Take a fun trip to days long past for some real estate tycoonery.
In the real estate world, house flipping is just a cool way of saying you’re going to buy a piece of junk property, fix it up so it’s shiny and new, and then re-sell it for a profit. HipSoft’s popular Build-a-lot games have successfully taken the concept and turned it into an addictive casual strategy series. Earlier installments have you working your property mogul mojo in modern times, with installments focusing on international travel, clean energy, and building award-wining towns. The series’ fifth game, Build-a-lot: The Elizabethan Era, switches things up by journeying back in time.
Though the gameplay is anything but oversimplified, The Elizabethan Era takes you back to the basics of property management in a time when civilization lacked many of the modern conveniences we now enjoy. You’ll go from building and working on basic structures like thatched-roof cobs and wells to erecting sprawling palaces and elaborate amusements for the populace. Travel across the countryside, you’ll help to revitalize and improve on ailing settlements in England while lining your pockets with a little extra coin. Much of what you’ll do revolves around purchasing and building different kinds of properties, upgrading them, and accruing the rental funds required to make other changes and fixes to each town.
Anyone who’s played previous Build-a-lot will feel right at home with the gameplay, but it’s also not hard for newcomers to pick up. The core component of the gameplay in each level involves using the funds and materials you have at your disposal to improve the town you’re working in and meet specific goals before time runs out. You can buy new or dilapidated houses that are for sale, construct your own on vacant lots you’ve purchased, and raze existing buildings to make way for new structures you want to build. In an emergency, buildings can also be sold for a quick infusion of money.
Different houses you own produce regular rental income every minute or so, and you can upgrade them to increase the town’s overall happiness level and the amount of money they generate. New structures are unlocked as you play through the campaign. Houses and farms are eventually supplemented by service buildings (like blacksmiths and wells that provide crucial a resource, amusements (like pubs and theaters that improve happiness), and construction buildings (like workshops and quarries that are requirements for creating other special buildings).
New buildings or upgrades of any sort require workers, and training them costs a pretty penny. When building farms, you’ll also need farmers to tend the fields. Then there are material resources to contend with. They’re expensive but extremely necessary for any upgrades and construction. Juggling finances in real time, making split decision on when to buy and sell, and expanding at a steady enough rate to meet your goals isn’t as complicated as it sounds. Once you get into a good rhythm, the game flows smoothly and it’s a lot of fun. However, the difficulty increases substantially later on in the campaign as fresh challenges and elements are added in.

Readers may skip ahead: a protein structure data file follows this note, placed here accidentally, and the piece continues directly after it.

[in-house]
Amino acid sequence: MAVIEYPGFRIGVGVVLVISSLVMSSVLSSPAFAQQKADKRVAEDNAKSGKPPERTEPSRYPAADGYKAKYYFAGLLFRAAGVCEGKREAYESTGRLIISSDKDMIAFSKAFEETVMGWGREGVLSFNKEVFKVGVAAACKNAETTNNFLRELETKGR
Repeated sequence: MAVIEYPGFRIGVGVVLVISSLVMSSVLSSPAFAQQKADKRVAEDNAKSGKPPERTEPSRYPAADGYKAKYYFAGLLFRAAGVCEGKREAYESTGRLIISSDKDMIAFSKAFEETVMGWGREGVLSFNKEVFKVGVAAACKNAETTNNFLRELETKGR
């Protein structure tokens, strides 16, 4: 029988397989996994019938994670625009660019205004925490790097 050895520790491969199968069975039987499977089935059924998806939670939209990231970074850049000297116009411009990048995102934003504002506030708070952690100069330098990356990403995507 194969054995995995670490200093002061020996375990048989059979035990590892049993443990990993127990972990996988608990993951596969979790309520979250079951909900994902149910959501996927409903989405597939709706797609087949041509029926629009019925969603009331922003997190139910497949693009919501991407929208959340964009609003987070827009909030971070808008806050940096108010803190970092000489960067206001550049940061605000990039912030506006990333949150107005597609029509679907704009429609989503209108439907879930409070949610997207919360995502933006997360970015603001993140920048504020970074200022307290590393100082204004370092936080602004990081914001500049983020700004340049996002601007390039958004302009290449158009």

The types of goals you’re asked to tackle in a given level also vary. You’ll start with simple goals like earning a set amount of rent or total money, building a set number of specific structures, and eliminating any dilapidated buildings. In later levels, these objectives stack and grow, taking a bit longer to complete. Time is constantly ticking. Though you have a generous amount of time on the meter to work with, there’s a halfway mark that gives you a higher score if you beat the level before the time reaches it. Problems like worker sickness, famine, plague, drought, and building repairs also pop-up when you least expect them, keeping you on your toes.
The Elizabethan Era‘s new settings and accoutrements freshen up the Build-a-lot experience, even if the gameplay itself is still solidly rooted in foundation laid out by past games in the series. After five games, it would have been nice to see a higher level of animation in the buildings and environments, though the visual details are authentic and pleasing to the eye. Traveling to different areas of England’s landscape does offer a small amount of variation in the look of some levels. However, the nature of the gameplay and the similarities between the landscapes can make it repetitive after awhile. That’s not really a big problem, since flipping houses from one town to the next is enjoyable and will test your abilities, thanks to increasingly tough goals.
Anyone who loves the earlier games will find The Elizabethan Era is just as absorbing, and visiting the past does make you look at the gameplay in a slightly different way. It feels both completely new and comfortably similar at the same time. In addition to the main campaign and a more relaxed casual mode, the premium edition also features an additional campaign with many new levels to explore. There’s a whole lot of game here to enjoy, and it’s a blast to the real estate past we can heartily recommend.